New authoritarianism, militarism, and militarization in Central America

Over four decades, Central America's security agenda has moved from the optimism of the Framework Treaty on Democratic Security (1995) to the policies of “iron fist,” “super iron fist,” and now, the new forms of militarism and militarization.

By Elvira Cuadra Lira

English translation by Yenni Castro (Valestra Editorial)


In February 2020, El Salvador's president, Nayib Bukele, burst into parliament with a military detachment. Two years later, in February 2023, he inaugurated a mega-prison with a capacity for 40,000 people. Those two events marked the rise of his strategy of maintaining power: a combination of new authoritarianism, militarism, and militarization, which earned him high levels of popularity among the Salvadoran population.

Other countries in the region and even in Latin America are observing and imitating the so-called "Bukele model" as an alternative to dealing with severe problems of insecurity and violence. Honduras has also established a state of emergency, while in Guatemala, the outgoing government of Alejandro Giammattei has targeted journalists, prosecutors, and public officials investigating acts of corruption. In Nicaragua, the government imposed a police state since 2018 when the multitudinous and widespread protests began. During the last two years, it has "institutionalized" it by arranging the entire state apparatus according to a steady policy of surveillance and control over the population.

This bleak regional panorama is a combination of three features: a) new forms of authoritarianism cloaked under the formalities of democracy and the efficient use of communication technologies; b) militarism, to contain the demands of social actors and large majorities of the population under the pretext of curbing common crime and delinquency; and c) militarization, which builds discourses and messages to legitimize authoritarianisms and militaristic solutions. The result is the application of short-term coercive and punitive security policies. How did Central America reach this bleak scenario?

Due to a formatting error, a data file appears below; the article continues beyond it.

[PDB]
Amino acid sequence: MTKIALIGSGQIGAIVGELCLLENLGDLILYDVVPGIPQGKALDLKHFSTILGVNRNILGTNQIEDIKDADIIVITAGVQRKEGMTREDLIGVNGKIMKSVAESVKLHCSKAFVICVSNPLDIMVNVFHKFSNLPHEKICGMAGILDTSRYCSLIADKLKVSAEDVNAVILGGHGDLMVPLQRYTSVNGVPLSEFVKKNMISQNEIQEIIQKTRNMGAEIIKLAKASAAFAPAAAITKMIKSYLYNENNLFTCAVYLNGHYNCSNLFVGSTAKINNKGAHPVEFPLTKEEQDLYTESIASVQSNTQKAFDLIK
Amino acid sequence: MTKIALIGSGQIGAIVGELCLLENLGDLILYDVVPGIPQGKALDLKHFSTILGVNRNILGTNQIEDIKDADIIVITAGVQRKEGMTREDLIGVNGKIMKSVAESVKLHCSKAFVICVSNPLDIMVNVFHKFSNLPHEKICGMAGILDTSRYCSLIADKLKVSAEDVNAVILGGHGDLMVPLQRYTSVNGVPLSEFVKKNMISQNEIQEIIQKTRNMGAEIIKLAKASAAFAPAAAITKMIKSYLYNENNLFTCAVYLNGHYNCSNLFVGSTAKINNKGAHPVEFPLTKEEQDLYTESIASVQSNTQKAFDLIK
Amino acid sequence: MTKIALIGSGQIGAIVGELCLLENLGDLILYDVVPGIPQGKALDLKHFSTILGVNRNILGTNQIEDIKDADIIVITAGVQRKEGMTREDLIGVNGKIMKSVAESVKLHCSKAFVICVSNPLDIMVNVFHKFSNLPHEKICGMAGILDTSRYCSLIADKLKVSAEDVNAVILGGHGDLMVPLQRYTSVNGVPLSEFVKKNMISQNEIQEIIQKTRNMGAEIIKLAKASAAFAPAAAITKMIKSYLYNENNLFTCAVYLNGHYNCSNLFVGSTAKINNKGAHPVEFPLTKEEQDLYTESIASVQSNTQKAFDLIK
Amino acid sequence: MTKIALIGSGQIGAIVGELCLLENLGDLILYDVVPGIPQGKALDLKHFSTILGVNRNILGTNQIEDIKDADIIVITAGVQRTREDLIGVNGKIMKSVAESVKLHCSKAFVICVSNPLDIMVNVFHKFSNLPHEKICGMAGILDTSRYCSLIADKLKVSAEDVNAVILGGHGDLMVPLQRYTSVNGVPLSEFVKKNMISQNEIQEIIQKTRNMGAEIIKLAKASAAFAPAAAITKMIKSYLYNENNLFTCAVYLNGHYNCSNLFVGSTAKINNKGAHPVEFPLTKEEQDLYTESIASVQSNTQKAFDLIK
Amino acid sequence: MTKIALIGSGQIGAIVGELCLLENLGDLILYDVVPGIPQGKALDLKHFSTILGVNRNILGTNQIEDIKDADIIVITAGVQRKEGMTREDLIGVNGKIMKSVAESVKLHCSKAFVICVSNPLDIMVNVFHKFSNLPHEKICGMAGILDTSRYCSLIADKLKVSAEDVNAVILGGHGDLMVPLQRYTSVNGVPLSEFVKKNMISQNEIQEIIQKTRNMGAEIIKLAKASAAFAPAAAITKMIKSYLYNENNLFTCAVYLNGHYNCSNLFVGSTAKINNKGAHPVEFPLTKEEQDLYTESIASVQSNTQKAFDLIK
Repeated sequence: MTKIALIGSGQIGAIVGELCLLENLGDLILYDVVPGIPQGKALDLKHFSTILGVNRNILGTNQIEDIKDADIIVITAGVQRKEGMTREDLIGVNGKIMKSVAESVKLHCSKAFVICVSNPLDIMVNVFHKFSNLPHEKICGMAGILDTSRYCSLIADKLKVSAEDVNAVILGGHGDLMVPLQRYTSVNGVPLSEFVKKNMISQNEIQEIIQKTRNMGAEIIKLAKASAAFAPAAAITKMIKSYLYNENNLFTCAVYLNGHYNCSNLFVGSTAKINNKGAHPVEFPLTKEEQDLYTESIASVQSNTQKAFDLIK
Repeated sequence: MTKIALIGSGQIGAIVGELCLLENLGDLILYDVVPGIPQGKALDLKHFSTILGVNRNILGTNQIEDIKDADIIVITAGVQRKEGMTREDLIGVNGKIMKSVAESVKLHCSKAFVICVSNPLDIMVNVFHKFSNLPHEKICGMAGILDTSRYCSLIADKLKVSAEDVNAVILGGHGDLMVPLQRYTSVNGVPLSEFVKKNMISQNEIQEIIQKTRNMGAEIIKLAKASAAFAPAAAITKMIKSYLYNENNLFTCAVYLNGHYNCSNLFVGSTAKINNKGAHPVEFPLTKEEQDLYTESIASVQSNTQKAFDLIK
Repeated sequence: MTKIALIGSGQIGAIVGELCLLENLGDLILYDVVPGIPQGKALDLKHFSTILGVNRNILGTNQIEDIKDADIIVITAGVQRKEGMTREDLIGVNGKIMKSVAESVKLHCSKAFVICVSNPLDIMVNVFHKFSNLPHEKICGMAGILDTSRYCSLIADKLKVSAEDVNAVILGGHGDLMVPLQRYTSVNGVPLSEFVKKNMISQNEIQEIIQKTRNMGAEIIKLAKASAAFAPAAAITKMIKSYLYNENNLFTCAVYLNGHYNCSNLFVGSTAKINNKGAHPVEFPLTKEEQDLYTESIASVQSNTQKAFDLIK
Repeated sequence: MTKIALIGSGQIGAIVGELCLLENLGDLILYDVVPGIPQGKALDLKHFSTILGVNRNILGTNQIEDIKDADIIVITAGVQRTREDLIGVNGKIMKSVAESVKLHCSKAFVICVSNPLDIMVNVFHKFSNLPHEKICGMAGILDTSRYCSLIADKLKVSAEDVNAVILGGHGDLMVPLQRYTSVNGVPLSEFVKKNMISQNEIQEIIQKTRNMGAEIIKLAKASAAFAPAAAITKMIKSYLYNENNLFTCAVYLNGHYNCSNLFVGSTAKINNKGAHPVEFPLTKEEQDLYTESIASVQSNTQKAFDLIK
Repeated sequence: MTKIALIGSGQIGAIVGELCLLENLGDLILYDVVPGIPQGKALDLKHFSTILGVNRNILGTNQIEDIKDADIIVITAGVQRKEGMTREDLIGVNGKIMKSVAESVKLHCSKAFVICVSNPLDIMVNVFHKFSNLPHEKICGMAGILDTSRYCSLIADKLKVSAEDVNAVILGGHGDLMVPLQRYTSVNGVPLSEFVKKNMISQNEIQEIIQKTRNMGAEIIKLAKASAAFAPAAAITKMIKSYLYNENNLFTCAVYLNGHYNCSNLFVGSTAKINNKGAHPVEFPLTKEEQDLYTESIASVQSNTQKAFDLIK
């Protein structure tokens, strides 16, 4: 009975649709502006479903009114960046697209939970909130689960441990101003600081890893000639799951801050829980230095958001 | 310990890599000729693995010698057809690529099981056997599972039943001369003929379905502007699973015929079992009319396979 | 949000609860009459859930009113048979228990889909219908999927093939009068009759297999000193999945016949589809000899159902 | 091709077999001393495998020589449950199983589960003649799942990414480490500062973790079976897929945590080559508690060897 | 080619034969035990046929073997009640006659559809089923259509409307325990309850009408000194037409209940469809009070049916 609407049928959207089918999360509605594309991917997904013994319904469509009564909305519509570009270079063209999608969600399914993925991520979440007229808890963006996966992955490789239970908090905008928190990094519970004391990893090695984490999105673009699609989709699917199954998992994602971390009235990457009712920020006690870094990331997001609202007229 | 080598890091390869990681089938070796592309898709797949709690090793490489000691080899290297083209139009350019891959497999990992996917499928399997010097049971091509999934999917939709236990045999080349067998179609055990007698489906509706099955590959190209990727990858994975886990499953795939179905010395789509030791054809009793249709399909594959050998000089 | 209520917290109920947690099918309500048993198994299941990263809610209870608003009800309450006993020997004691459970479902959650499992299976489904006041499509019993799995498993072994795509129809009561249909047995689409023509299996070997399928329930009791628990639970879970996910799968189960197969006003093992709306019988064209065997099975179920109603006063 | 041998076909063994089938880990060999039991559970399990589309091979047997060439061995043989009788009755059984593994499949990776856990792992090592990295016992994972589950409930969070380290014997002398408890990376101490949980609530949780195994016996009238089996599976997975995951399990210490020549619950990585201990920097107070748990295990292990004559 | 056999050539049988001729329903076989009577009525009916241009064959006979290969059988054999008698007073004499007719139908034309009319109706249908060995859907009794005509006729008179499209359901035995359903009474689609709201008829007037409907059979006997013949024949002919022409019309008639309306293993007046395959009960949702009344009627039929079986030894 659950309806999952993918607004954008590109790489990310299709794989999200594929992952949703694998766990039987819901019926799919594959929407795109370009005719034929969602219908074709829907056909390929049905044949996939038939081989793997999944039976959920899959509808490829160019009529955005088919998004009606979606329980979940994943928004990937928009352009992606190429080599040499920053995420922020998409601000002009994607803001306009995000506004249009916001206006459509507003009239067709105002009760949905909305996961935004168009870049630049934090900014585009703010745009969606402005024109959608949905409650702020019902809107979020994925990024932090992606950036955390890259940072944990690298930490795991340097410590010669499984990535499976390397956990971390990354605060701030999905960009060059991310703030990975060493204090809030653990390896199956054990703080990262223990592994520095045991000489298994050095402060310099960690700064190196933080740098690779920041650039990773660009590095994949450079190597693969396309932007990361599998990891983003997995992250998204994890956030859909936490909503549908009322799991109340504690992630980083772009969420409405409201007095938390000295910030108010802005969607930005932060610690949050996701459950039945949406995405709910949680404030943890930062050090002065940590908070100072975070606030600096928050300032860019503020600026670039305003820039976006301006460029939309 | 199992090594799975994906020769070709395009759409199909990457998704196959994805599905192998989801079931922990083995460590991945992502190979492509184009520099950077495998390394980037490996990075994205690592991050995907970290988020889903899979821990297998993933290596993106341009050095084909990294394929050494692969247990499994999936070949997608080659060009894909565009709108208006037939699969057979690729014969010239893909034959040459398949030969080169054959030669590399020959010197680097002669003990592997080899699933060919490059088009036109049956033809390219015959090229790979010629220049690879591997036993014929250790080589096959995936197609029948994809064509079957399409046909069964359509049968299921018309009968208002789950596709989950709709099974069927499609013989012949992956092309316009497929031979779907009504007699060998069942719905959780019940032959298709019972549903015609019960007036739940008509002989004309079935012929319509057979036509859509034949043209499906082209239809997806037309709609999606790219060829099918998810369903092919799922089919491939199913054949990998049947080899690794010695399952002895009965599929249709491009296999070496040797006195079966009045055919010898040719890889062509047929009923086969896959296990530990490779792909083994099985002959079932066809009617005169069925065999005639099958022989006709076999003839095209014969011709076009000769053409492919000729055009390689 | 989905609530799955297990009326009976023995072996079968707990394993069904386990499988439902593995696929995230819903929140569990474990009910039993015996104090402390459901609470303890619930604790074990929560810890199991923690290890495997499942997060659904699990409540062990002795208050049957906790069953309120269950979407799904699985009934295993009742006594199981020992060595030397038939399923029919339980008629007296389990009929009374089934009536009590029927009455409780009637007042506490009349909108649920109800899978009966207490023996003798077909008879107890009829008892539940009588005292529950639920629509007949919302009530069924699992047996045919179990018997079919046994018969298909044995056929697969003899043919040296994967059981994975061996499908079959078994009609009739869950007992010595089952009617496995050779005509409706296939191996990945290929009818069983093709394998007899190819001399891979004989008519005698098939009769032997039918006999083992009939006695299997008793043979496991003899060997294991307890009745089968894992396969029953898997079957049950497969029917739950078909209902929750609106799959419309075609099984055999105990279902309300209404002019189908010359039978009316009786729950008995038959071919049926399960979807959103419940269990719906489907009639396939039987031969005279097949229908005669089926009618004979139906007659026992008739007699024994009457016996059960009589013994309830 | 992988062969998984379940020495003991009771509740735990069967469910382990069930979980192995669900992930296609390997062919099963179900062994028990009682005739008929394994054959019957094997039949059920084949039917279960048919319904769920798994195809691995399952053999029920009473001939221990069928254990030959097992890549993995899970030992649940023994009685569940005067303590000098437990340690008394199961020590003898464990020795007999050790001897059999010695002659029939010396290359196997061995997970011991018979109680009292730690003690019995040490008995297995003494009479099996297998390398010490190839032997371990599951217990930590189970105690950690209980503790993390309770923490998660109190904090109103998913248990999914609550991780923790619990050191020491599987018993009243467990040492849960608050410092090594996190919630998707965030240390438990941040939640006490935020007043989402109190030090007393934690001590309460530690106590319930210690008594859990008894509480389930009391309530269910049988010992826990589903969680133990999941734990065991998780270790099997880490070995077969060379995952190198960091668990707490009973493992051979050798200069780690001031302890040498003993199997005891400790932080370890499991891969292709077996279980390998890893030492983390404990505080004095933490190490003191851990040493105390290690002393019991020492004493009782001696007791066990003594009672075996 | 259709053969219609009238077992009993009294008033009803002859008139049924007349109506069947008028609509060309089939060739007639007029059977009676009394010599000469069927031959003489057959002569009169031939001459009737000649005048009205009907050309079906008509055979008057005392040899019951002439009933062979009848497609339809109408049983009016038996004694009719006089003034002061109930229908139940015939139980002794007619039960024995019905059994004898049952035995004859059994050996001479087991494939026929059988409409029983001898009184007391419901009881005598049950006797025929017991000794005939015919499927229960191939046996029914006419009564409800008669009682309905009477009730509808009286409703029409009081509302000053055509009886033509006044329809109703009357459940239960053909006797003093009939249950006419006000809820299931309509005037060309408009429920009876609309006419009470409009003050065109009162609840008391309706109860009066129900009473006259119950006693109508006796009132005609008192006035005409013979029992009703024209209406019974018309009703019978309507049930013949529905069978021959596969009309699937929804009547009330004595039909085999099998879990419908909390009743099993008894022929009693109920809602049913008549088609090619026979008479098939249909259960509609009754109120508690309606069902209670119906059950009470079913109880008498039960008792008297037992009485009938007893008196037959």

The 21st Century and the New Authoritarianisms in Central America

For Central Americans, the 21st century began full of hopes and expectations for a better future. The prolonged internal conflicts had finally ended; the winds of democracy were wafting, and the peace agreements augured a region of peace, democracy, and development. But now, before the end of the first quarter of the century, the shadow of past authoritarianism looms over all countries.

There are at least five authoritarian patterns present in the region: the concentration of power and the reinforcement of presidentialism; rupture of the balance and the independence among state powers, and the subordination to the executives; high levels of corruption, opacity of state management, and penetration of organized crime in state structures, and severe restrictions to human and citizens' rights. And last but not least, the resurgence of militarism and militarization, encouraging punitive approaches and “iron fist” [mano dura] solutions that do not differentiate between political dissidence, criminality, and the wave of forced displacement that traverses the isthmus.

These elements have created a scenario of uncertainty and bleak possibilities for the future, pushing thousands of Central Americans to leave their countries and head to the United States, fleeing economic hardship, political persecution, and violence in search of better opportunities.

Evolution of the Regional Security Agenda

Over four decades, Central America's security agenda has moved from the optimism of the Framework Treaty on Democratic Security (1995) to the policies of “iron fist,” “super iron fist,” and now, the new forms of militarism and militarization.